Ahh, the art of correctly configuring you domain to send and receive email.
The MX records of your domain goven where incoming email gets delivered to — specifically, the actualy server addresses themselves. (Or possibly, fully-qualified domain names.)
You would use MX Toolbox to examine three things about a domain name: (1) the MX records, (2) outgoing SMTP servers configured as SPF records, (3) DKIM settings, and (4) DMARC settings.
Remember, #1 is essential for incoming mail, and #2 is where you configure your outgoing mail.
#3 is DKIM is an advanced authentication system designed for large companies and banks who would be the target of phishing attacks— like Chase, PayPal, Bank of America, etc. It prevents email spoofing. Although most domains aren’t the target of email spoofing, you should be concerned if your website or domain has some kind of login or access to financial gain (like a “send money to my bank account” feature). If it does, hackers will wan to spoof your customers into believing emails from them are actually from you. This is easy to do in the email “from” header of the message, and so it is up to the customer to recognize if an email looks fake. Using DKIM, you can proactively prevent email spoofing by configuring your DNS settings.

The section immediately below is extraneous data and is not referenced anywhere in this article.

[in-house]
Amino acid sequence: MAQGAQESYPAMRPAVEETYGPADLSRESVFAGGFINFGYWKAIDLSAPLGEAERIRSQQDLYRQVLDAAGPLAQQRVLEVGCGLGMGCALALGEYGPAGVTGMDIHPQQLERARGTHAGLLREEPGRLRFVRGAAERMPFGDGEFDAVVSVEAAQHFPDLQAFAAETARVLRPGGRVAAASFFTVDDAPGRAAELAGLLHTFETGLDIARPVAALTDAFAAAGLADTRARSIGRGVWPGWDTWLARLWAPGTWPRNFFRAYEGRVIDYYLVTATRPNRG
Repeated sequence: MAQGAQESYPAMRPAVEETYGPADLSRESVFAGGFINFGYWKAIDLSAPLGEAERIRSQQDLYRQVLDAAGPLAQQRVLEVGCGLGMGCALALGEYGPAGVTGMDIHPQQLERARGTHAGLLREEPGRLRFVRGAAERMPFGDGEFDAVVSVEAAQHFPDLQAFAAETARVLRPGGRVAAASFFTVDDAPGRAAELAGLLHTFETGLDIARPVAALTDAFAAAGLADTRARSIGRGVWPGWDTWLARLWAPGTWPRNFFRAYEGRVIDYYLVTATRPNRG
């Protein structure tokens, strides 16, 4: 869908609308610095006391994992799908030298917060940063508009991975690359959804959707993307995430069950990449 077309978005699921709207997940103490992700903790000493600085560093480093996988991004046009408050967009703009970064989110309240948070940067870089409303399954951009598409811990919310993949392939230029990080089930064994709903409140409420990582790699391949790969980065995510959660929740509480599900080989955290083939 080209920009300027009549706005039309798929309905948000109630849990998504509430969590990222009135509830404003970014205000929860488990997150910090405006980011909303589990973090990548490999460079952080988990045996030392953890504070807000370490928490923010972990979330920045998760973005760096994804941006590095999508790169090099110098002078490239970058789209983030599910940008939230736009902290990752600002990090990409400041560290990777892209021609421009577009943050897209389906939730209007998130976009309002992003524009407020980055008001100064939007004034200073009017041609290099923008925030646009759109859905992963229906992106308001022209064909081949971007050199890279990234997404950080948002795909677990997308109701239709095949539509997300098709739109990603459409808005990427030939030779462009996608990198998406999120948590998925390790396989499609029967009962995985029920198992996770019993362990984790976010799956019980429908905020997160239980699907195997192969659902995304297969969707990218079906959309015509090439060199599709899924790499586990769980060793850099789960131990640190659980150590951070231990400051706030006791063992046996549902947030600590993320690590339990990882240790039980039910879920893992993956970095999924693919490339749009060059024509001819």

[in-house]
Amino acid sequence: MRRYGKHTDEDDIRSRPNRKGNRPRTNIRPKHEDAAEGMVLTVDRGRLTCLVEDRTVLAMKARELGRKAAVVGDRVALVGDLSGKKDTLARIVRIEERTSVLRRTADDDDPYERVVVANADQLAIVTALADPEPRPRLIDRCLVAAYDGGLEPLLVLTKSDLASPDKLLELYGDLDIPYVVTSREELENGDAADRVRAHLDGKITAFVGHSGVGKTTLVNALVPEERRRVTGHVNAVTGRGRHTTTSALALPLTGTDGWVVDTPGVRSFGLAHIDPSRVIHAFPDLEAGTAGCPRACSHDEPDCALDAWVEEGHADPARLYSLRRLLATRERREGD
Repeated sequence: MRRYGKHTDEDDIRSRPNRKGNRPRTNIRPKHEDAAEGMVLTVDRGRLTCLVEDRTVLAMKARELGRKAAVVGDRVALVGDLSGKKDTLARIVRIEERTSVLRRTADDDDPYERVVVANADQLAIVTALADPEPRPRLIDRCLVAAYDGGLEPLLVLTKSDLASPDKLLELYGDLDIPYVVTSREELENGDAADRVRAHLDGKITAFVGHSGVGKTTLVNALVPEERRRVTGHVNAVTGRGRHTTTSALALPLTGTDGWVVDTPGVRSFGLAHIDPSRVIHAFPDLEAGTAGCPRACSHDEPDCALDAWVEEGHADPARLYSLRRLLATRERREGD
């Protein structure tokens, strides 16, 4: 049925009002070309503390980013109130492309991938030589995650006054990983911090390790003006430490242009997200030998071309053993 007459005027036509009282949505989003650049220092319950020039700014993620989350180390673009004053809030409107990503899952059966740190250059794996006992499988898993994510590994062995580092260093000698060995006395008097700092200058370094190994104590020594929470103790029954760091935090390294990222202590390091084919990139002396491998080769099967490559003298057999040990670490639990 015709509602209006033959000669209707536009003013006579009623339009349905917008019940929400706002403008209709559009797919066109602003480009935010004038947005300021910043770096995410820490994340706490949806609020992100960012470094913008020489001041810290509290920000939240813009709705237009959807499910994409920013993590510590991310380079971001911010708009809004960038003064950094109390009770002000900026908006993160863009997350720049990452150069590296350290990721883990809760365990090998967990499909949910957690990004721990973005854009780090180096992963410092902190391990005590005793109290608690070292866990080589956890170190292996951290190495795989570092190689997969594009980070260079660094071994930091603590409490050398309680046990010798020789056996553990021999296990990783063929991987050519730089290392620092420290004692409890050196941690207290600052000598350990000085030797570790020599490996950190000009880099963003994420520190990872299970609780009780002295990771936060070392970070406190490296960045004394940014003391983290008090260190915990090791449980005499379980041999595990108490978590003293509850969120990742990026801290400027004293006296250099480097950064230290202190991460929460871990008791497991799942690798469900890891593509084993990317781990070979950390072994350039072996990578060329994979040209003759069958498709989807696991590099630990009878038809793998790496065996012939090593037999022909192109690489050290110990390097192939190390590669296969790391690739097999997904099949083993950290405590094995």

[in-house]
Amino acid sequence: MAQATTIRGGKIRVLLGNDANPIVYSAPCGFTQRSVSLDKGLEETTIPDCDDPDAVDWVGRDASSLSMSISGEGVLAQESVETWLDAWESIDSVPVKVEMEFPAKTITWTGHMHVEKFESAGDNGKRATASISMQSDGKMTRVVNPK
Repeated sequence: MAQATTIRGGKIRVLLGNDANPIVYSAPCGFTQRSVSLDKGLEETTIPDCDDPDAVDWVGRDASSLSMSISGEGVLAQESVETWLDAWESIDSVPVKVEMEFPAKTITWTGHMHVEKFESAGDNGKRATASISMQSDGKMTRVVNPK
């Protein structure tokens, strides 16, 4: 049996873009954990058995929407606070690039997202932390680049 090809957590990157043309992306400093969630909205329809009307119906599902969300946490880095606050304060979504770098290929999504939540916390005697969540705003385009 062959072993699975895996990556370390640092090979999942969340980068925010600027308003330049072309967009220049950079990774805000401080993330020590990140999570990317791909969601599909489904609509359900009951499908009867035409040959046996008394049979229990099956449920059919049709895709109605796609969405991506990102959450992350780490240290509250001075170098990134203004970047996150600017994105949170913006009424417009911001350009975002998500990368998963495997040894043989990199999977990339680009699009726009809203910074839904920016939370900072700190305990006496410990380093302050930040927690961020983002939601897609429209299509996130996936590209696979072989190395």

#4 is DMARC is a policy related to both DKIM and SPF and is also applicable to large institutions. The reason for this is that DMARC is a technology where the domain owner analysis who is trying to impersonate them and gain the trust of their customers with fake (spoof) content. This is because many of the larger corporations have multiple outgoing mail servers— like hundreds— and DMARC lets a large IT infrastructure migrate to only allowing trusted senders via a graduate process.
You would use this tool if you were a domain owner and you wanted to understand how you mail is working (or not working) at the DNS level.